The Rap on RAP Sheets

Updated: Oct 9


Criminal records may make it difficult or impossible for people to find employment. Criminal records are reported in a person’s “RAP sheet,” short for “Report of Arrest and Prosecution.” So, reviewing a RAP sheet and correcting any errors is an important step in helping a client find work or advance professionally. Breaking Barriers, a collaboration between the NSLS Re-Entry Pro-ject, the Legal Aid Society of Suffolk County, and Touro Law School, helps clients retrieve, review and correct RAP sheets. An “unsuppressed” version of the RAP sheet includes all violations or criminal charges made against a person after age 16. Employers generally only have access to “suppressed” versions of the RAP sheet. The suppressed version excludes sealed items. However, approximately 30% of New York RAP sheets include at least one mistake. This can include improperly reporting dismissed or sealed charges. New Yorkers who receive public benefits, including SNAP, SSI or Medicaid, or meet federal poverty guidelines are eligible for free copies of unsuppressed RAP sheets. Those who do not qualify may order their RAP sheets from a state sponsored vendor such as Identogo. Breaking Barriers also helps Long Islanders with criminal histories overcome obstacles to employment through Certificates of Good Conduct and Certificates of Relief from Disabilities. While New York does not allow expungement of a criminal record (with limited exceptions for marijuana convictions), these certificates allow people with dated criminal histories obtain educational degrees or professional licenses. New York has over 100 educational licenses, including everything from barbers and commercial drivers to x-ray technicians and real estate agents. A Certificate may also be necessary to qualify for a civil servant position. A Certificate of Relief from Disabilities allows a person with no more than ONE felony conviction or an unlimited number of misdemeanor convictions to obtain a New York educational license, as long as they were not sentenced to “upstate” prison time. The client must file a one-page application for the certificate in each court of conviction. Once filed, the probation department from that jurisdiction will contact the client for an interview. The decision to issue the certificate is ultimately in the discretion of the court of conviction. Clients with more serious criminal histories and those applying for positions in public office (including NYC police or firefighters) need to apply for a Certificate of Good Conduct. The application and review process for this certificate is considerably more involved. It includes a longer ap-plication, a homestudy, and an evaluation of employment, cohabitation and residential history. Any omissions in the application may result in new criminal charges. There is also a waiting period of three to five years from the most recent conviction. Contact the NSLS Re-Entry Project or Breaking Barriers for more information or assistance! Breaking Barriers website is http://sclas.org/breaking-barriers/.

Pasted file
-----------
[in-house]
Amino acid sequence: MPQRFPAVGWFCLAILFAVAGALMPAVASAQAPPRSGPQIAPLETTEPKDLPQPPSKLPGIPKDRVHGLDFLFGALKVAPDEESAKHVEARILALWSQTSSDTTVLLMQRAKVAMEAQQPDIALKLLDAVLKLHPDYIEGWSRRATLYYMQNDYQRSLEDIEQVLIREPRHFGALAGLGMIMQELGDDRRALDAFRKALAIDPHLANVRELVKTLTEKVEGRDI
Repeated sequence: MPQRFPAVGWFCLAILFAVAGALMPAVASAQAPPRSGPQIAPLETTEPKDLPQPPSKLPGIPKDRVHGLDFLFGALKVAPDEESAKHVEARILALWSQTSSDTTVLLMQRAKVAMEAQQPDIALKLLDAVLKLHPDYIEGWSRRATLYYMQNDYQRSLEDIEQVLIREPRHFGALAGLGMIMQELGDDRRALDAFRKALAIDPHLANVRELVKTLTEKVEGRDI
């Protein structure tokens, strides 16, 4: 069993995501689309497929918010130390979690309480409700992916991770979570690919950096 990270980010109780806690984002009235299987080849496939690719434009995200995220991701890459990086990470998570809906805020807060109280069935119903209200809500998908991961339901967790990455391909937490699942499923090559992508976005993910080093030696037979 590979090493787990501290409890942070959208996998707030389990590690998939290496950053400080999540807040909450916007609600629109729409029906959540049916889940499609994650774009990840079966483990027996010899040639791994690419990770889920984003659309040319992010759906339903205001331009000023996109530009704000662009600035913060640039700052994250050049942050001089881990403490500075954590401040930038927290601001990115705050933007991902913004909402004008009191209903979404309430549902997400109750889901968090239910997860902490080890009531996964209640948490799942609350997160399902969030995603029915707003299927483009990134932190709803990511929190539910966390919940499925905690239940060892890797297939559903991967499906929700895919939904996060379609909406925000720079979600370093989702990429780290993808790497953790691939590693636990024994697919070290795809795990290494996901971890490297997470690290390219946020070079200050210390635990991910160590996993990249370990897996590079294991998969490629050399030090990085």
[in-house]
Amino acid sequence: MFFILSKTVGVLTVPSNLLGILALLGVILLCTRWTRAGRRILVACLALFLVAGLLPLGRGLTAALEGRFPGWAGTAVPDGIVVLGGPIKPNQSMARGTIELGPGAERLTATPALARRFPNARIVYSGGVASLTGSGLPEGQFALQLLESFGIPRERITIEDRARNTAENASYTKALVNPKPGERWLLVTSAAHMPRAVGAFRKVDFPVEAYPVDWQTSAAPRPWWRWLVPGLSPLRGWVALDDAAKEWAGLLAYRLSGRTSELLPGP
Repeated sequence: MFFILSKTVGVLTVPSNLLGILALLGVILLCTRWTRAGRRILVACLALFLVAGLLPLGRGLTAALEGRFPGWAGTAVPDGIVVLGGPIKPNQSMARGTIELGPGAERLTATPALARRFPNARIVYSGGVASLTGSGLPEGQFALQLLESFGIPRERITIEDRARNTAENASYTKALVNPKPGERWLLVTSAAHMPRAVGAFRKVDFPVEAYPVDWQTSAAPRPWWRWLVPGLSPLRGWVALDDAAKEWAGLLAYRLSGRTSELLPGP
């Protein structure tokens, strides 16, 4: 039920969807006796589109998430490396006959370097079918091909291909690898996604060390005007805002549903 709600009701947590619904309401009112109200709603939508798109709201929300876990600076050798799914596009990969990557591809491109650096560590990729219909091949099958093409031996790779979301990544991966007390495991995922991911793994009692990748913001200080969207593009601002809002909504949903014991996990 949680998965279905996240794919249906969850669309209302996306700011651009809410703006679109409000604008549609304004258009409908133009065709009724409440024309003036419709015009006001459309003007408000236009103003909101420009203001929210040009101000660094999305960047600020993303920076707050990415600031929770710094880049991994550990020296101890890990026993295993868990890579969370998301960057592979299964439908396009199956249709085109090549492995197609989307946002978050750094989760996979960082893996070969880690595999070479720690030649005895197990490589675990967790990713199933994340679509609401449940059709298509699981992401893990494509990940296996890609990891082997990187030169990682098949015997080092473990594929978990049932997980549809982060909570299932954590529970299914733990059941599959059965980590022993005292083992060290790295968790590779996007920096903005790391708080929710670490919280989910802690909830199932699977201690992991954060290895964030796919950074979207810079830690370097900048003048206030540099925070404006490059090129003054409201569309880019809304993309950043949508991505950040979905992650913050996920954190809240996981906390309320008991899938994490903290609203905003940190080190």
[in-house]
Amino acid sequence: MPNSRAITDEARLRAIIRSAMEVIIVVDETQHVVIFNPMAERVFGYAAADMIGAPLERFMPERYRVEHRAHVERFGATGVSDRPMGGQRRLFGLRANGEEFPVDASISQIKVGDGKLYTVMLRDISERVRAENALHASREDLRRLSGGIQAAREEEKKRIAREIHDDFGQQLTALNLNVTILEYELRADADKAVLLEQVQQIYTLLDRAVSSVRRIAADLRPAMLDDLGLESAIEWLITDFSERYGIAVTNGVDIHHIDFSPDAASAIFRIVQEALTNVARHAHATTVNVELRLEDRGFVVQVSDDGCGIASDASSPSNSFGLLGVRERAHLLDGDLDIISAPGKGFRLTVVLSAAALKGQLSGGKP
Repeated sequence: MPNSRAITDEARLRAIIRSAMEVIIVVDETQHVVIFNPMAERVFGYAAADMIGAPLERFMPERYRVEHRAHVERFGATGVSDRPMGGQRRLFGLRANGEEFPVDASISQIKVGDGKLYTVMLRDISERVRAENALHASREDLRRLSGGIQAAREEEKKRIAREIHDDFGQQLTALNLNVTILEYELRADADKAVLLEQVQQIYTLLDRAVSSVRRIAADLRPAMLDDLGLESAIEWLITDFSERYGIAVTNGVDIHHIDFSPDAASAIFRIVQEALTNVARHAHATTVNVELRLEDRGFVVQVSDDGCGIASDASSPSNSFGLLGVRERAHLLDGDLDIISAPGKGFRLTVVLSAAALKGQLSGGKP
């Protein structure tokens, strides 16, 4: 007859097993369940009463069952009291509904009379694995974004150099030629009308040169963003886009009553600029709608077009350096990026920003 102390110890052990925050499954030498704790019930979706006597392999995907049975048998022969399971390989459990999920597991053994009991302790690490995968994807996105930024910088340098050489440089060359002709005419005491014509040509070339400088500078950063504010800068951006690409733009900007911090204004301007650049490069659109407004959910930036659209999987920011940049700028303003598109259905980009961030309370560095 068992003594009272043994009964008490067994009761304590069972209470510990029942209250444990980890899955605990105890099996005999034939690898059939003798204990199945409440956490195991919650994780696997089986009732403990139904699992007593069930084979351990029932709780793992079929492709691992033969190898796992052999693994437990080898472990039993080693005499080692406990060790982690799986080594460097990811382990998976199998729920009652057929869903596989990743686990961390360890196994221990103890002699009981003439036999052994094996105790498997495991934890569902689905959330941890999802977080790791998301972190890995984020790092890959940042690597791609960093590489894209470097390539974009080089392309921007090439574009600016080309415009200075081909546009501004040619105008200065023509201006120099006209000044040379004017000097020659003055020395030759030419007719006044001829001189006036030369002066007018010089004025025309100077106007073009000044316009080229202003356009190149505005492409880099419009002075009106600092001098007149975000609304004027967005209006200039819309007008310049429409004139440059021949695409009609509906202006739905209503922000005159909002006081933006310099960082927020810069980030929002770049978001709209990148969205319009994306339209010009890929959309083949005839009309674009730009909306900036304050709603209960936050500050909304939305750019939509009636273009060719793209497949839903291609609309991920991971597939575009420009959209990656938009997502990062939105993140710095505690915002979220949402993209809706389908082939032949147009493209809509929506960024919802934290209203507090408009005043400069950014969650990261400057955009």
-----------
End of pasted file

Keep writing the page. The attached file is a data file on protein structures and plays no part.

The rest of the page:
This website is designed for general information only.  The information presented at this site should not be construed to be formal legal advice nor the formation of a lawyer/client relationship.